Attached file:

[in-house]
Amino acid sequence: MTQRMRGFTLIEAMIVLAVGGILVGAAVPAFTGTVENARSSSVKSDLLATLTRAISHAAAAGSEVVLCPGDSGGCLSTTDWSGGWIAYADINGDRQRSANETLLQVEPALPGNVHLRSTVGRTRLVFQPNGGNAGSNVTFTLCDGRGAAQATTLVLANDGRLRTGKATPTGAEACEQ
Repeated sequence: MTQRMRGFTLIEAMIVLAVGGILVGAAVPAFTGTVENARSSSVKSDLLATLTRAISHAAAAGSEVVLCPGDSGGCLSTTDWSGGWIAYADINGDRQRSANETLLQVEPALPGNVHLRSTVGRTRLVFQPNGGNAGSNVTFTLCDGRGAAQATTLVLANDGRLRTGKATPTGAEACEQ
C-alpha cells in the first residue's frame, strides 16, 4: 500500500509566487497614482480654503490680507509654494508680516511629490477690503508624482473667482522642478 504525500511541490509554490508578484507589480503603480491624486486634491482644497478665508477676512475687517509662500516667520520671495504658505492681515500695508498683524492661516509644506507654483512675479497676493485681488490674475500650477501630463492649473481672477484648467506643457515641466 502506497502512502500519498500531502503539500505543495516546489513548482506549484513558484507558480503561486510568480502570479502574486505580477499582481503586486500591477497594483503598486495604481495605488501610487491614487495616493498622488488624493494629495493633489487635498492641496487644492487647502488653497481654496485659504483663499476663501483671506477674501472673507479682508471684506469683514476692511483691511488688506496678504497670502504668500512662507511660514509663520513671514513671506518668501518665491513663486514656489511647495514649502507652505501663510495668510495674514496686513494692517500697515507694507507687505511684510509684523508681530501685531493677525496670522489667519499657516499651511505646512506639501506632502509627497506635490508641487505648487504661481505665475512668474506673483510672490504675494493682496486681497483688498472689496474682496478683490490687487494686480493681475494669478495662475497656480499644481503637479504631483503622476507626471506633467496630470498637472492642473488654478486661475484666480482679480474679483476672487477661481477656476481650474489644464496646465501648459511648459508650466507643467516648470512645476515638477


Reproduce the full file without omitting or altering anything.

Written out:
[in-house]
Amino acid sequence: MTQRMRGFTLIEAMIVLAVGGILVGAAVPAFTGTVENARSSSVKSDLLATLTRAISHAAAAGSEVVLCPGDSGGCLSTTDWSGGWIAYADINGDRQRSANETLLQVEPALPGNVHLRSTVGRTRLVFQPNGGNAGSNVTFTLCDGRGAAQATTLVLANDGRLRTGKATPTGAEACEQ
Repeated sequence: MTQRMRGFTLIEAMIVLAVGGILVGAAVPAFTGTVENARSSSVKSDLLATLTRAISHAAAAGSEVVLCPGDSGGCLSTTDWSGGWIAYADINGDRQRSANETLLQVEPALPGNVHLRSTVGRTRLVFQPNGGNAGSNVTFTLCDGRGAAQATTLVLANDGRLRTGKATPTGAEACEQ
C-alpha cells in the first residue's frame, strides 16, 4: 500500500509566487497614482480654503490680507509654494508680516511629490477690503508624482473667482522642478 504525500511541490509554490508578484507589480503603480491624486486634491482644497478665508477676512475687517509662500516667520520671495504658505492681515500695508498683524492661516509644506507654483512675479497676493485681488490674475500650477501630463492649473481672477484648467506643457515641466 502506497502512502500519498500531502503539500505543495516546489513548482506549484513558484507558480503561486510568480502570479502574486505580477499582481503586486500591477497594483503598486495604481495605488501610487491614487495616493498622488488624493494629495493633489487635498492641496487644492487647502488653497481654496485659504483663499476663501483671506477674501472673507479682508471684506469683514476692511483691511488688506496678504497670502504668500512662507511660514509663520513671514513671506518668501518665491513663486514656489511647495514649502507652505501663510495668510495674514496686513494692517500697515507694507507687505511684510509684523508681530501685531493677525496670522489667519499657516499651511505646512506639501506632502509627497506635490508641487505648487504661481505665475512668474506673483510672490504675494493682496486681497483688498472689496474682496478683490490687487494686480493681475494669478495662475497656480499644481503637479504631483503622476507626471506633467496630470498637472492642473488654478486661475484666480482679480474679483476672487477661481477656476481650474489644464496646465501648459511648459508650466507643467516648470512645476515638477